Pay attention to your strength not your weakness
People don’t pay attention to their strengths; they don’t see it or put value to it. They lack confidence because they don’t have the evidence to support it.
Having evidence makes things a reality.
The other day I was asked by my coach to point out a few strengths in myself I had noticed throughout the season. I honestly couldn’t think of any that I could back up with evidence.
Evidence is conviction which builds confidence.
I didn’t know what I had done was good, therefore I didn’t have the confidence. I hadn’t been paying attention to the good, only to what I could have done better.
Focusing on what I could improve on unintentionally destroyed my confidence.
My coach could list 50 strengths about my season and couldn’t believe I hadn’t thought of one! He said to do this it requires skill.
He told me to go home and write a list of all the negative things during the season or what I could fix. Then next to them I had to match it with a positive. By matching every negative with a positive you can cure yourself of doubt.
Coming in to the 2014 season from injury and sickness, I doubted my physical ability. By the end of the first program back I was shocked having run a personal best in my last 500m of 1000m. I had beaten it by 10 seconds!
In 2013 I dropped my time down to 3:37min for my 1000m when my person best was 4:05min in 2012 – that is insane! How did I not appreciate this?!
In 2012 I was bench-pressing 55kg for 1-2 reps, in 2014 I have moved up to 72.5kg for my 1 rep max. What a huge improvement in just one season.
These are some of the things I have skimmed past which looking back I cannot believe I didn’t acknowledge.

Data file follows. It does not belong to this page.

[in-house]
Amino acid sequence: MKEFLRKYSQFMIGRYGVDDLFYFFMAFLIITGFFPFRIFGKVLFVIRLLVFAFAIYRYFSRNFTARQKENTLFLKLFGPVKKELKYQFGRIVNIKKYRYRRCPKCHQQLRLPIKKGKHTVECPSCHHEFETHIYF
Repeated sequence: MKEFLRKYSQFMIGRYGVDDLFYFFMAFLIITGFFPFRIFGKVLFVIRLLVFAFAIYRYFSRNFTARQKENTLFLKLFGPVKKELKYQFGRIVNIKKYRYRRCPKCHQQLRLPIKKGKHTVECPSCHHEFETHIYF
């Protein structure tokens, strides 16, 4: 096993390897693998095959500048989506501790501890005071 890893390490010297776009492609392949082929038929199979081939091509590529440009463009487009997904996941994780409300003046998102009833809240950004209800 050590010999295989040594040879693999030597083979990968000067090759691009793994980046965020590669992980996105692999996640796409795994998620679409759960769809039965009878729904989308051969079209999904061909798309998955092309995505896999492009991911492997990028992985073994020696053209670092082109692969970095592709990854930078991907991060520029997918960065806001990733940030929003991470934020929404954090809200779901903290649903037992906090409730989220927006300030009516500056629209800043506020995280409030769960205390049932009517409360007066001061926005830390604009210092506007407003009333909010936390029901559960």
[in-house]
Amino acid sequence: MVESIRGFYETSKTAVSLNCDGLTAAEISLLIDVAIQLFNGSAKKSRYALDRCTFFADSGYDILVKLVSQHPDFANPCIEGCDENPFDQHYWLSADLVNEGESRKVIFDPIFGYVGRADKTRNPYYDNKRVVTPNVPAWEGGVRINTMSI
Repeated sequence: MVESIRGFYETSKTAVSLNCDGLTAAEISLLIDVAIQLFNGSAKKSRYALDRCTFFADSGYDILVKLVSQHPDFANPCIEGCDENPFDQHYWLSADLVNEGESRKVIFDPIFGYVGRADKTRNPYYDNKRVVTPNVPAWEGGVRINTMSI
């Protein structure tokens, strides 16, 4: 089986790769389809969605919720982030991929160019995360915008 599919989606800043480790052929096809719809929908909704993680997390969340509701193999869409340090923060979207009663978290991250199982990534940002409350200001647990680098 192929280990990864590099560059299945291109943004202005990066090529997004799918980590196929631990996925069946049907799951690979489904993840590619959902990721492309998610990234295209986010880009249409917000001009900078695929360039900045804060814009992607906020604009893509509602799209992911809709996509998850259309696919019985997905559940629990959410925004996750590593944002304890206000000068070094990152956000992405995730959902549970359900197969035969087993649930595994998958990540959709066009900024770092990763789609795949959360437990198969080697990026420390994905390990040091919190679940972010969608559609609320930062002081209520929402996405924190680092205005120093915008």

Competing in state championships a few weeks ago I felt like I had failed myself because I didn’t place or get a personal best. The first task was actually to run 26 seconds in the first 200m; I ran 26.4seconds (personal best). The next task was to cross 41 in 300m then see how far the speed carries me when I’ve given it all. I came close running 42.1 seconds also being a personal best.
I stuck to the task I was asked to do and my coach was so happy. I may not have won but I got what we needed out of it and therefore I should have been ecstatic. That helped build my confidence back by finding the positive in a situation I thought of as negative.
I have been consistent with my training this whole season. I had achieved every task expected of me but I did not acknowledge them, which means I missed out on the satisfaction of achieving a goal and increasing my confidence knowing I can do it again or even better.
I did not ever back off – even when I was tired. That is something to pay attention to. That is strength. That is consistence.
I put my mind in everything I do I never back off.
These individual achievements may look little but piled up they build confidence in yourself.
Whenever a negative thought comes into your mind make sure you do not leave it unbalanced without a positive.
As time goes on it will become normal to acknowledge your strengths, which in turn provides conviction, which leads to confidence. That’s what champions do.
Written by Cloë Neophytou @cloeneophytou
Check out Cloë’s column, Sprint, exclusive to Fiasco Sports.